Monday, August 16, 2010

Good to Great Introduction

I recently finished reading Good to Great by Jim Collins. It was one of those "recommended" books in grad school that I never got around to reading until now. Actually, it was one of those that I started, got about 30 pages into, and put away. Anyways, I finally got around to reading it. Here are my favorite quotes from the introduction.

What did the good-to-great companies share in common that distinguished them from the comparison companies? (7)

Larger-than-life, celebrity leaders who ride in from outside are negatively correlated with taking a company from good to great.

…there is no evidence that the good-to-great companies spent more time on long-range strategic planning than the comparison companies. (10)

…[the good-to-great companies] focused equally on what not to do and what to stop doing.

…technology cannot cause a transformation.

…two big mediocrities joined together never make one great company.

Under the right conditions, the problems of commitment, alignment, motivation, and change largely melt away.

…[the good-to-great companies] produced a truly revolutionary leap in results, but not by a revolutionary process.

Greatness is not a function of circumstance. Greatness, it turns out, is largely a matter of conscious choice. (11)

Level 5 Leadership – Self-effacing, quiet, reserved, even shy – these leaders are a paradoxical blend of humility and professional will. (12-13)

First Who…Then What – People are not your most important asset. The right people are.

Confront the Brutal Facts (Yet Never Lose Faith) – the Stockdale Paradox: You must maintain unwavering faith that you can and will prevail in the end, regardless of the difficulties, AND at the same time have the discipline to confront the most brutal facts of your current reality, whatever they might be.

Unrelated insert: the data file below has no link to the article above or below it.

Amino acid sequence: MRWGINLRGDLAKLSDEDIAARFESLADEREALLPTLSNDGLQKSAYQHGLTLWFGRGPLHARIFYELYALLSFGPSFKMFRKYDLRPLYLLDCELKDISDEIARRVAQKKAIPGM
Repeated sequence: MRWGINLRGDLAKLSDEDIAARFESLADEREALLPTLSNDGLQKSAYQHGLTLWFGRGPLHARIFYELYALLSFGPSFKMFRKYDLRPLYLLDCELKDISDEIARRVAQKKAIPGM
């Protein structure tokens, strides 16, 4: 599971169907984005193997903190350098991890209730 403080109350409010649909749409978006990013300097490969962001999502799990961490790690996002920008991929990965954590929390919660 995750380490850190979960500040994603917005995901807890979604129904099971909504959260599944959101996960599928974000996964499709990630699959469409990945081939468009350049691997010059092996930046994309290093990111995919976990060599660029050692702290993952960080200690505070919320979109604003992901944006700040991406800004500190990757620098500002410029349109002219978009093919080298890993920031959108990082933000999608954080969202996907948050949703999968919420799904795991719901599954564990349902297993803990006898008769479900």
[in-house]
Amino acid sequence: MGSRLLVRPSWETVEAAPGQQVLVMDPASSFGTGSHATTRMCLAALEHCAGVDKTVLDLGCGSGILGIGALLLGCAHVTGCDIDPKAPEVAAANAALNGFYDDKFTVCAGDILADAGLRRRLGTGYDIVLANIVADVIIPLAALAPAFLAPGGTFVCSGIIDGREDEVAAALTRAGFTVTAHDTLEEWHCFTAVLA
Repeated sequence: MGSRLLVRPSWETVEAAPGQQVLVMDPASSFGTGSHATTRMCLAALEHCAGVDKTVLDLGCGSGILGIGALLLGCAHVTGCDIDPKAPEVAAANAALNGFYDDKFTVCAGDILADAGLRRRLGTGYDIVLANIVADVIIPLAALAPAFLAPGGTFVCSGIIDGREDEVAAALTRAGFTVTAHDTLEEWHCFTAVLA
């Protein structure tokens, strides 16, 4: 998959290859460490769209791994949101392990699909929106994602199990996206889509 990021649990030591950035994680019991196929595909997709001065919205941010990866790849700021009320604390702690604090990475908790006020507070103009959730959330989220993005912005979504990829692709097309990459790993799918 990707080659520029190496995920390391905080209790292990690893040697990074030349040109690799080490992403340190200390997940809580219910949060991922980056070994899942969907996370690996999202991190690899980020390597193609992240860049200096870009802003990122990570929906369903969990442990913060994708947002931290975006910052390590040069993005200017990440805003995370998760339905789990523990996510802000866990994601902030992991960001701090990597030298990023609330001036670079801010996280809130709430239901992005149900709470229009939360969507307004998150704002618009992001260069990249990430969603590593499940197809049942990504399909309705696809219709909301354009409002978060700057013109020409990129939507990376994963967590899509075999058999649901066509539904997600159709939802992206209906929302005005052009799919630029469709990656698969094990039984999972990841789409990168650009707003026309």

A Culture of Discipline – When you combine a culture of discipline with an ethic of entrepreneurship, you get the magical alchemy of great performance. (12)

Yes, the world is changing, and will continue to do so. But that does not mean we should stop the search for timeless principles.

It is ultimately about thing: the timeless principles of good to great. It’s about how you take a good organization and turn it into one that produces sustained great results, using whatever definition of results best applies to your organization. (15)
That good is the enemy of great is not just a business problem. It is a human problem.

If we have cracked the code of the question of good to great, we should have something of value to any type of organization.

The best students are those who never quite believe their professors.

One ought not to reject the data merely because one does not like what the data implies. (16)

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